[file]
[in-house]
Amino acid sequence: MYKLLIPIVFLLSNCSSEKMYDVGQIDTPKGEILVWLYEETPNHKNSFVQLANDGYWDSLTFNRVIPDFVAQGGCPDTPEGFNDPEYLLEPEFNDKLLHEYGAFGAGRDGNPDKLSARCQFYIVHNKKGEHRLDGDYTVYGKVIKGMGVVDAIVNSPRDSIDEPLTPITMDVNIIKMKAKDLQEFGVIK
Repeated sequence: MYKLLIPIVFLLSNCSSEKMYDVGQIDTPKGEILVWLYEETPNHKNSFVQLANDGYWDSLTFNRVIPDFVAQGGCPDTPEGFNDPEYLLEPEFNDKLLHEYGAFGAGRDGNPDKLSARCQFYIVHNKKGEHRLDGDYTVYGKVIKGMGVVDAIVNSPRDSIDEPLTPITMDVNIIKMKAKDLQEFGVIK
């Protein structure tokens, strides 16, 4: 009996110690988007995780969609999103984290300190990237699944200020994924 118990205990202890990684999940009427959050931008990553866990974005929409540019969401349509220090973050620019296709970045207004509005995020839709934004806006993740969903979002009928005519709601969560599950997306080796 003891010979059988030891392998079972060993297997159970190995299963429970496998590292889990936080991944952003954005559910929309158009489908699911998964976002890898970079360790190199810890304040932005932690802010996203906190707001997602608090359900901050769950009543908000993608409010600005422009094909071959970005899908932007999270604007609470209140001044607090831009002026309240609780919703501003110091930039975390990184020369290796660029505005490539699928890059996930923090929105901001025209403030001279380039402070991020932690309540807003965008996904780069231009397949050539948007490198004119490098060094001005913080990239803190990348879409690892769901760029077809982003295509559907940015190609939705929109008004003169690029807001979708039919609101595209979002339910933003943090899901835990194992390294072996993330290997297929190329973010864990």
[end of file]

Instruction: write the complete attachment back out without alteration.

[in-house]
Amino acid sequence: MYKLLIPIVFLLSNCSSEKMYDVGQIDTPKGEILVWLYEETPNHKNSFVQLANDGYWDSLTFNRVIPDFVAQGGCPDTPEGFNDPEYLLEPEFNDKLLHEYGAFGAGRDGNPDKLSARCQFYIVHNKKGEHRLDGDYTVYGKVIKGMGVVDAIVNSPRDSIDEPLTPITMDVNIIKMKAKDLQEFGVIK
Repeated sequence: MYKLLIPIVFLLSNCSSEKMYDVGQIDTPKGEILVWLYEETPNHKNSFVQLANDGYWDSLTFNRVIPDFVAQGGCPDTPEGFNDPEYLLEPEFNDKLLHEYGAFGAGRDGNPDKLSARCQFYIVHNKKGEHRLDGDYTVYGKVIKGMGVVDAIVNSPRDSIDEPLTPITMDVNIIKMKAKDLQEFGVIK
């Protein structure tokens, strides 16, 4: 009996110690988007995780969609999103984290300190990237699944200020994924 118990205990202890990684999940009427959050931008990553866990974005929409540019969401349509220090973050620019296709970045207004509005995020839709934004806006993740969903979002009928005519709601969560599950997306080796 003891010979059988030891392998079972060993297997159970190995299963429970496998590292889990936080991944952003954005559910929309158009489908699911998964976002890898970079360790190199810890304040932005932690802010996203906190707001997602608090359900901050769950009543908000993608409010600005422009094909071959970005899908932007999270604007609470209140001044607090831009002026309240609780919703501003110091930039975390990184020369290796660029505005490539699928890059996930923090929105901001025209403030001279380039402070991020932690309540807003965008996904780069231009397949050539948007490198004119490098060094001005913080990239803190990348879409690892769901760029077809982003295509559907940015190609939705929109008004003169690029807001979708039919609101595209979002339910933003943090899901835990194992390294072996993330290997297929190329973010864990």